Disadvantages of In-Ground Pools
This type of pool also comes with a few significant downsides:
- In-ground pools are typically more costly to build.
- The construction duration can be lengthy.
- Because the water surface is near ground-level, in-ground pools can pose a greater safety risk for young kids or pets.
3. Infinity Pools
Typically custom-made to highlight a view, infinity pools feature one or more walls with a vanishing-edge design, which sits just below the pool's water level. This allows water to flow over the wall, creating the illusion that the water has no bounds. This type of pool is often used on sites with a steep drop-off to showcase views of mountains, bodies of water, and other striking landscape features. Because of their specialized design requirements, infinity pools can be very costly to build and maintain.
4. Lap Pools
If your primary reason for owning a pool is fitness, a lap pool can be a smart investment. Designed specifically for swimming laps, this type of in-ground pool is long, narrow, and typically rectangular. Requiring minimal space, lap pools are ideal for small yards. Most lap pools offer at least 40 feet of straight, unobstructed swimming space to limit the need for frequent turns. For a single swimmer, the width of a lap pool can be as little as 8 feet. The construction considerations are similar to that of other in-ground pools.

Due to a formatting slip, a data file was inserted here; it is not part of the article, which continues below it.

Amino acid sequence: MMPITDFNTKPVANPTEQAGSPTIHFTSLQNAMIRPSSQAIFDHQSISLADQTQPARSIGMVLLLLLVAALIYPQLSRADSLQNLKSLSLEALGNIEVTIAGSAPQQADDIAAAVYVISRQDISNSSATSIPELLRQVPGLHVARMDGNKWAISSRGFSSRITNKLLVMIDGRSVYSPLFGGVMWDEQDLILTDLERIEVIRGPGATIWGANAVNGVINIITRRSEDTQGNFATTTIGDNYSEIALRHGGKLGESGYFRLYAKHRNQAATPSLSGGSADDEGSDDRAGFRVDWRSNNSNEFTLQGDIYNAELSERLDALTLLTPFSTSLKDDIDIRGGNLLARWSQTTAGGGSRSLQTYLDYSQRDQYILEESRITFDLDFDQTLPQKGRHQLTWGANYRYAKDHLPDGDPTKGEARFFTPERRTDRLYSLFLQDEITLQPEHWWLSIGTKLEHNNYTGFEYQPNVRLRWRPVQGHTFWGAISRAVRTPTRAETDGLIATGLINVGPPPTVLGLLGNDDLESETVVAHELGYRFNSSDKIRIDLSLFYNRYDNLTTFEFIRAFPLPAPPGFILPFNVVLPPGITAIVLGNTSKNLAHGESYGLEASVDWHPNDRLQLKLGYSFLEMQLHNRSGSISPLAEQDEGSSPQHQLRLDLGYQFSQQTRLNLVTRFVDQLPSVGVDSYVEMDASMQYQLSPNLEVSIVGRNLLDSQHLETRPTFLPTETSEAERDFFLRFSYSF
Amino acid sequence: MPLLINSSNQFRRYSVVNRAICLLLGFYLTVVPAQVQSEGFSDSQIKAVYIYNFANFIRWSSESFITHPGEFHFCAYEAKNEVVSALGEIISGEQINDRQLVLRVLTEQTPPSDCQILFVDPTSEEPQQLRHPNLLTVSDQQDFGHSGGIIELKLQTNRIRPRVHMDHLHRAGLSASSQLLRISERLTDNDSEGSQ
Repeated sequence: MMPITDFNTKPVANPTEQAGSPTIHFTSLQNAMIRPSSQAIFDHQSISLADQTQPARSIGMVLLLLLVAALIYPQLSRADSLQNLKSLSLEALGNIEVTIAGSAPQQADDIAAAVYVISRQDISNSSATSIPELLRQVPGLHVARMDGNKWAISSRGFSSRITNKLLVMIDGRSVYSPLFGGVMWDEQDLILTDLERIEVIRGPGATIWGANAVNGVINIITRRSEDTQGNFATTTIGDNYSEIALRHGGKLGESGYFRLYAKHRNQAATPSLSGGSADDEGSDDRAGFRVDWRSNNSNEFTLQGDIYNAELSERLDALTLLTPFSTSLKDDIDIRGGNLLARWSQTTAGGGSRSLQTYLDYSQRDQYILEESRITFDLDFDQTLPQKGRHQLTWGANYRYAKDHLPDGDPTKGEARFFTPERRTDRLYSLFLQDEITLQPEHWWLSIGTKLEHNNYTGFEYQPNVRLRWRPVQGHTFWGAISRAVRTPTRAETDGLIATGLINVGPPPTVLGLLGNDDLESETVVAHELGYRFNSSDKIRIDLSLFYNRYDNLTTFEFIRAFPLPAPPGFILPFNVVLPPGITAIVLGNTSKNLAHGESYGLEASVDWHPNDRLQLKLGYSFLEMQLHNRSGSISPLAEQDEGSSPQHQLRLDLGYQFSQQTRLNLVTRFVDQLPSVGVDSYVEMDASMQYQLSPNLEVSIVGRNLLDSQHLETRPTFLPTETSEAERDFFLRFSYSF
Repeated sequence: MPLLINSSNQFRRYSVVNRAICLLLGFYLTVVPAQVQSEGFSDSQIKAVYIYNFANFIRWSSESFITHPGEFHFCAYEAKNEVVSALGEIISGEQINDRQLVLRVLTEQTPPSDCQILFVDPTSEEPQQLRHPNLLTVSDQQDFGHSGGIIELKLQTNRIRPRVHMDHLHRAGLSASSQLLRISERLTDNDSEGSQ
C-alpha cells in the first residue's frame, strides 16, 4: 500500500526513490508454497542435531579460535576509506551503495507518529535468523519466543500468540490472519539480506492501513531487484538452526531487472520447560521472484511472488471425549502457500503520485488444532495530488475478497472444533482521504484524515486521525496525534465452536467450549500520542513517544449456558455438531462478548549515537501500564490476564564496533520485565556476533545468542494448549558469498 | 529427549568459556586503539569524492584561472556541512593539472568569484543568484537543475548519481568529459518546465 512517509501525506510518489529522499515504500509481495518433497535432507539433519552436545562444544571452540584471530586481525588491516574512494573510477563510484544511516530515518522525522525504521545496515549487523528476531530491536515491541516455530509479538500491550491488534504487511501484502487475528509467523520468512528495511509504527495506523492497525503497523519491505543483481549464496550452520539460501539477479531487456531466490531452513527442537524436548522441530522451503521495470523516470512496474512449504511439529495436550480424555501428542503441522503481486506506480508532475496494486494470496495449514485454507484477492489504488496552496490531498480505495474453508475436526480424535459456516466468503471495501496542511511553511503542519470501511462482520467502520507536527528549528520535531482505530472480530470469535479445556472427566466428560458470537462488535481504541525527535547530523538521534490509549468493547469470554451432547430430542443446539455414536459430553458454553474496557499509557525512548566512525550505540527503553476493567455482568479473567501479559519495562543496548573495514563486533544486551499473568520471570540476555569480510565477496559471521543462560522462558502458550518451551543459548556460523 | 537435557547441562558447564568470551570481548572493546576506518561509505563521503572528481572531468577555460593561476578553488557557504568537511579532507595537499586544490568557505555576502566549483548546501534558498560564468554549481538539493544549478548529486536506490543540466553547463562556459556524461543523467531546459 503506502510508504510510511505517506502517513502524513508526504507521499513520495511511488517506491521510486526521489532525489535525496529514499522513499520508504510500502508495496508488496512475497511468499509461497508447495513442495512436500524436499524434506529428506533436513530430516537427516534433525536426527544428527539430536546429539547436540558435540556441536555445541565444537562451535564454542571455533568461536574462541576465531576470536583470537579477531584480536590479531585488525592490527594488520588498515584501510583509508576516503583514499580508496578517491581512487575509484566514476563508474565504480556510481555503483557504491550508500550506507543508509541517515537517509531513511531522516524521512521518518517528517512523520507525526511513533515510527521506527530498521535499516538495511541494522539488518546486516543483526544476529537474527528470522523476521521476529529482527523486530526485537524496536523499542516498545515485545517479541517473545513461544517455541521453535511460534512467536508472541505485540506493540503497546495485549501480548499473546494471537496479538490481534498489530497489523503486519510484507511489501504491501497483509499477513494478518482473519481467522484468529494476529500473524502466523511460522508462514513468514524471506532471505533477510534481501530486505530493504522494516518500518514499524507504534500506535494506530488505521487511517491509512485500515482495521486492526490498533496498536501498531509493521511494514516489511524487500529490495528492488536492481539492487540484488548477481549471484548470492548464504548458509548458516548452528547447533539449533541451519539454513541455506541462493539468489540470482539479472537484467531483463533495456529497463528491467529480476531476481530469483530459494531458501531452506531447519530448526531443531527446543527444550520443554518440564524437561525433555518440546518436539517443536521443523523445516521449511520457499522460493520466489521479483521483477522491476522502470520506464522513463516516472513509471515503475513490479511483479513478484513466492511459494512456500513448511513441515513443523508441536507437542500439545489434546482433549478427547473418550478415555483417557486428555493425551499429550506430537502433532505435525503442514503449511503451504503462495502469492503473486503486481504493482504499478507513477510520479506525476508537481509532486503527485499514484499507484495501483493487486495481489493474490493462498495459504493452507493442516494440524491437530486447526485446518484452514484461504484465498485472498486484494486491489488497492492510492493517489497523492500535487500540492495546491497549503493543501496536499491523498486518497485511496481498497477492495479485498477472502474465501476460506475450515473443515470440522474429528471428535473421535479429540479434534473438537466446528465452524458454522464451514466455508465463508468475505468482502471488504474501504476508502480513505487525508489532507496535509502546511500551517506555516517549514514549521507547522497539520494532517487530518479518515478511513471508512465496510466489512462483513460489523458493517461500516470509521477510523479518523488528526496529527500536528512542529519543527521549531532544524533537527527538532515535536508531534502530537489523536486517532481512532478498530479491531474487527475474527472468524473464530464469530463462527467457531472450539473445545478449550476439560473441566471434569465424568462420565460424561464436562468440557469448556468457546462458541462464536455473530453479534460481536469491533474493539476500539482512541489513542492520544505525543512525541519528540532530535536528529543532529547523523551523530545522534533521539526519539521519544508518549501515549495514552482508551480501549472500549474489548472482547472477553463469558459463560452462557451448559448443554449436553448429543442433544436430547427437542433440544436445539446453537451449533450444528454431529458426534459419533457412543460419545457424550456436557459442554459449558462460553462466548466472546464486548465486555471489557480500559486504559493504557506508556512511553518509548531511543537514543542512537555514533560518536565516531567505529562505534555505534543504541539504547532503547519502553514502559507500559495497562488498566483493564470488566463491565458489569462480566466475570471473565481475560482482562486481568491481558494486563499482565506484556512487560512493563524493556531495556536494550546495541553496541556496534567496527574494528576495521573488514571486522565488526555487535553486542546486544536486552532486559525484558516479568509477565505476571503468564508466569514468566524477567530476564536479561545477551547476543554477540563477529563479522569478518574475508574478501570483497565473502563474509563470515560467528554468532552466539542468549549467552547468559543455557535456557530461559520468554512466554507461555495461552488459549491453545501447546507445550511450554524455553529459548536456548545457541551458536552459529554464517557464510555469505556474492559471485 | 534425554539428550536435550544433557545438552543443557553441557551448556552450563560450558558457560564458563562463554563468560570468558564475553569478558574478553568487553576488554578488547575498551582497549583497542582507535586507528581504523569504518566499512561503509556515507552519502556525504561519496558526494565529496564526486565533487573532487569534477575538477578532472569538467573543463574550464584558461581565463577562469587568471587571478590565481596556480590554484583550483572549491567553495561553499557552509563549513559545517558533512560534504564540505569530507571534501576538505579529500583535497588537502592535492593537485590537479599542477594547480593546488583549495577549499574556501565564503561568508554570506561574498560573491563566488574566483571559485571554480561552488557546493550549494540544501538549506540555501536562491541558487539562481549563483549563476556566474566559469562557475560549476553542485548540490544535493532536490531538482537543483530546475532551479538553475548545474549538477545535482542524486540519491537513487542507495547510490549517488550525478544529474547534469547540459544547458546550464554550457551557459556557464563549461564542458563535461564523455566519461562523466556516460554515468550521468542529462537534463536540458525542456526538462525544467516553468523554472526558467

5. Swim Spas
Swim spas are another type of pool that's well suited for fitness use. A hybrid of a pool and spa, swim spas have water jets that allow the user to swim against a constant flow of water. Great for small yards, some swim spas span as little as 12 feet. Because the swimmer isn't actually moving through the water, the dimensions of the pool can be much smaller. They can also be heated for dual use as a spa and a swim spa.
6. Hot Tubs and Spas
Hot tubs and spas are small, heated pools intended for relaxation or hydrotherapy. The portable, above-ground version is typically called a hot tub, while a home spa refers to an in-ground model, which are often built in conjunction with in-ground pools. Thanks to their smaller size, hot tubs and spas are typically less expensive to install and maintain compared to other types of pools. However, their compact dimensions also limit their use.